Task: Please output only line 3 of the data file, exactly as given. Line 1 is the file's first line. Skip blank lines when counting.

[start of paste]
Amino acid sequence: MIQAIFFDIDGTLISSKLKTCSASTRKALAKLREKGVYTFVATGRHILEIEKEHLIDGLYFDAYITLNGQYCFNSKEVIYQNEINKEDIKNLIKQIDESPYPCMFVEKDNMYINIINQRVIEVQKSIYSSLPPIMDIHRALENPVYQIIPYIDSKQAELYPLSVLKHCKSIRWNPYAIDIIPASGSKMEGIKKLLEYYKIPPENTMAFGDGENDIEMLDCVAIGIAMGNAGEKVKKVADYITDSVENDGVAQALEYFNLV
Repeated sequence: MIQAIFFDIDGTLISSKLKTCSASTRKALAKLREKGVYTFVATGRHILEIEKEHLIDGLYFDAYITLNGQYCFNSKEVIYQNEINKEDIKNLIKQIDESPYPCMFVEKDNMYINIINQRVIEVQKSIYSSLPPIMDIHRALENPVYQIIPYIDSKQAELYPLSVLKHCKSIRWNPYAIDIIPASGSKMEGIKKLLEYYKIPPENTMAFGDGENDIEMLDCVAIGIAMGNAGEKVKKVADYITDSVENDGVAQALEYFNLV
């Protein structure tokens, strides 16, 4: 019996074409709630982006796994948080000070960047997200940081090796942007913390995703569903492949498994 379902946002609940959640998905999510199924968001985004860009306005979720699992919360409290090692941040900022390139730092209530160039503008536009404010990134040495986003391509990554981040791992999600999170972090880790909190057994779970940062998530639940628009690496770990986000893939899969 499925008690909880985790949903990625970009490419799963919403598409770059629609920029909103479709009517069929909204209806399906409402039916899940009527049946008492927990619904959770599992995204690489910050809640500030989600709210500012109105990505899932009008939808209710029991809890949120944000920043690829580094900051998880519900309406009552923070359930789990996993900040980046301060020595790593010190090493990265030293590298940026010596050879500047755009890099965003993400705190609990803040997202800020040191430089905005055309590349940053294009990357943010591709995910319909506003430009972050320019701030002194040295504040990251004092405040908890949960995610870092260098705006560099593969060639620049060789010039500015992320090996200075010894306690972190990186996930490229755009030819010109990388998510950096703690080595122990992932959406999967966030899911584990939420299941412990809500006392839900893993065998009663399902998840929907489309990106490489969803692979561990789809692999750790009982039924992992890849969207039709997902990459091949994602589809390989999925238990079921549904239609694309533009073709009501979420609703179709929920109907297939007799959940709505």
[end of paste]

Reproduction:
């Protein structure tokens, strides 16, 4: 019996074409709630982006796994948080000070960047997200940081090796942007913390995703569903492949498994 379902946002609940959640998905999510199924968001985004860009306005979720699992919360409290090692941040900022390139730092209530160039503008536009404010990134040495986003391509990554981040791992999600999170972090880790909190057994779970940062998530639940628009690496770990986000893939899969 499925008690909880985790949903990625970009490419799963919403598409770059629609920029909103479709009517069929909204209806399906409402039916899940009527049946008492927990619904959770599992995204690489910050809640500030989600709210500012109105990505899932009008939808209710029991809890949120944000920043690829580094900051998880519900309406009552923070359930789990996993900040980046301060020595790593010190090493990265030293590298940026010596050879500047755009890099965003993400705190609990803040997202800020040191430089905005055309590349940053294009990357943010591709995910319909506003430009972050320019701030002194040295504040990251004092405040908890949960995610870092260098705006560099593969060639620049060789010039500015992320090996200075010894306690972190990186996930490229755009030819010109990388998510950096703690080595122990992932959406999967966030899911584990939420299941412990809500006392839900893993065998009663399902998840929907489309990106490489969803692979561990789809692999750790009982039924992992890849969207039709997902990459091949994602589809390989999925238990079921549904239609694309533009073709009501979420609703179709929920109907297939007799959940709505």